Investment disputes are fairly common, especially on major projects. These disputes can be settled informally through negotiations between the parties or via the domestic court system. The Algerian Chamber of Commerce and Industry (CACI), the nationwide, state-supported chamber of commerce, has the authority to arbitrate investment disputes as an agent of the court. The resolution process can be very slow - it can take one to two years to resolve a case. Contacts have reported cases in the court system are subject to political influence and generally tend to favor the government's position.
Algeria is a signatory to the convention on the Paris-based International Center for the Settlement of Investment Disputes (ICSID Convention) (http://www.worldbank.org/icsid). Algeria has also ratified (http://arbiter.wipo.int/arbitration) and the 1958 Convention on the Recognition and Enforcement of Foreign Arbitral Awards (The New York Convention). The Algerian code of civil procedure allows both private and public-sector companies full recourse to international arbitration. Algeria permits the inclusion of international arbitration clauses in contracts. Local courts recognize and have the authority to enforce foreign arbitral awards.
ICSID Convention and New York Convention
Algeria is a signatory to the 1958 Convention on the Recognition and Enforcement of Foreign Arbitral Awards (The New York Convention).
Duration of Dispute Resolution
The bureaucratic nature of Algeria's economic and legal system, as well as its opaque decision making process, means that disputes can drag on for years before a resolution is reached. Litigation in the court system is slow and may be subject to political influence.
Algeria is not a member of the World Trade Organization (WTO) and has therefore not adopted the agreement on Trade-Related Investment Measures (TRIMS). Its accession process opened in 1987 and at 28 years is currently the longest in the history of the WTO. The 13th working party meeting is expected to take place sometime in 2015.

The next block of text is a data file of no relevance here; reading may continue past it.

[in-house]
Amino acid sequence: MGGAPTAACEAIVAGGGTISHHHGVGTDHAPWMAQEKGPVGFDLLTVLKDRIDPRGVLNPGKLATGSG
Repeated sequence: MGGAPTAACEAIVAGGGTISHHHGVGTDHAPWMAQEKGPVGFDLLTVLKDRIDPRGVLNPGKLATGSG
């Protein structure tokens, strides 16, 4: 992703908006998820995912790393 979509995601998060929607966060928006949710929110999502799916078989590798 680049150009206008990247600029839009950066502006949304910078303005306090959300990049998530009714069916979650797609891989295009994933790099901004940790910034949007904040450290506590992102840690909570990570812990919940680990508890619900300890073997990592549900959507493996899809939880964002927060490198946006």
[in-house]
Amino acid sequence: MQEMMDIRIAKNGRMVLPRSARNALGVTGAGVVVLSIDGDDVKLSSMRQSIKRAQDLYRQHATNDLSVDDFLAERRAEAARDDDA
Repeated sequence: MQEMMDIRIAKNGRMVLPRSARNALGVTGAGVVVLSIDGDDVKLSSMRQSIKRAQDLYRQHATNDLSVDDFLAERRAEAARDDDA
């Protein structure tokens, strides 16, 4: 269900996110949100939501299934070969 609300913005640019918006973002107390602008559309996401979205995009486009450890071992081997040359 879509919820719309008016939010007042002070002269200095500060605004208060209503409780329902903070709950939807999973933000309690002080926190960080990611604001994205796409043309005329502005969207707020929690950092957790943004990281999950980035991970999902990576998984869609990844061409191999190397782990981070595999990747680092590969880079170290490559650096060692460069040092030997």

Any incentive offered by the GoA is available to any company in any sector. The GoA offers tax breaks and credits, as well as access to capital. For example, a typical loan from an Algerian public bank has no payments due during the first three years, and a 3% interest rate thereafter, in return for a 30% financing down payment for the project. The 3% interest rate was less than Algeria’s FY2014 inflation rate of 3.5%.
Land not already in private hands is owned by the government, and private business contacts have complained the GoA is very restrictive in allowing private companies to purchase tracks of land for industrial development or use land for purposes other than its GoA-designated purpose. The contacts note that public companies are able to purchase land from the state much more easily.
Research and Development
There are no restrictions on foreign participation in research and development. The 2014 Global Innovation report, which measures R&D spending, innovation, progress, and proficiency, ranked Algeria 133 of 143 nations surveyed.
The GoA does not officially mandate local employment, but business contacts have reported there is pressure from the GoA for foreign companies who have operations in Algeria to limit the number of expatriate middle and senior managers, so that Algerians can be hired for these positions. One executive of a multinational company said this pressure is applied via visa applications for expatriate workers. He described it as a long process where a company must provide justification to various levels of the government as to why the expatriate worker is needed. He added his company has a self-imposed ten percent expatriate limit for their management and executive positions so as to avoid potential retaliation in the visa process.
The GoA does not have performance requirements.
The GoA does not impose forced localization policies. While IT providers are not required to turn over source codes or encryption keys, all hardware and software imported to Algeria must be approved by the Agency for Regulation of Post and Telecommunication, under the Ministry of Post, Information Technology and Communication. There are no rules mandating data storage within the country.